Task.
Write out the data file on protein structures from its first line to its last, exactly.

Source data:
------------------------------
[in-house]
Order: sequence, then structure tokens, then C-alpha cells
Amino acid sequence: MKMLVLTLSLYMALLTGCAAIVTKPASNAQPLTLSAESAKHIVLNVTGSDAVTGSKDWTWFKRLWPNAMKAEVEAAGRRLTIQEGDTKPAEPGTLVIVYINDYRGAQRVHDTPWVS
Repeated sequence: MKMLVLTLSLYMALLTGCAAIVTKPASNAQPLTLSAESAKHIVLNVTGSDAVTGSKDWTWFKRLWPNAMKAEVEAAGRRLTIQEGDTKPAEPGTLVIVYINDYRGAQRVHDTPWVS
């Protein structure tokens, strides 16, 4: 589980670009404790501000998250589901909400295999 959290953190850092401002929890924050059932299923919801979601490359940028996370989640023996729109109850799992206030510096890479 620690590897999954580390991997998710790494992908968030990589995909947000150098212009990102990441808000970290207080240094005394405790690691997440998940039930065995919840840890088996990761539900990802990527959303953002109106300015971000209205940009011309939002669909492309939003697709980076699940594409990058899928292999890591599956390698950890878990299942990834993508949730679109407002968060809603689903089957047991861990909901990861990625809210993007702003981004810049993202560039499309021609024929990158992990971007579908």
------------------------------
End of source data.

[in-house]
Order: sequence, then structure tokens, then C-alpha cells
Amino acid sequence: MKMLVLTLSLYMALLTGCAAIVTKPASNAQPLTLSAESAKHIVLNVTGSDAVTGSKDWTWFKRLWPNAMKAEVEAAGRRLTIQEGDTKPAEPGTLVIVYINDYRGAQRVHDTPWVS
Repeated sequence: MKMLVLTLSLYMALLTGCAAIVTKPASNAQPLTLSAESAKHIVLNVTGSDAVTGSKDWTWFKRLWPNAMKAEVEAAGRRLTIQEGDTKPAEPGTLVIVYINDYRGAQRVHDTPWVS
């Protein structure tokens, strides 16, 4: 589980670009404790501000998250589901909400295999 959290953190850092401002929890924050059932299923919801979601490359940028996370989640023996729109109850799992206030510096890479 620690590897999954580390991997998710790494992908968030990589995909947000150098212009990102990441808000970290207080240094005394405790690691997440998940039930065995919840840890088996990761539900990802990527959303953002109106300015971000209205940009011309939002669909492309939003697709980076699940594409990058899928292999890591599956390698950890878990299942990834993508949730679109407002968060809603689903089957047991861990909901990861990625809210993007702003981004810049993202560039499309021609024929990158992990971007579908």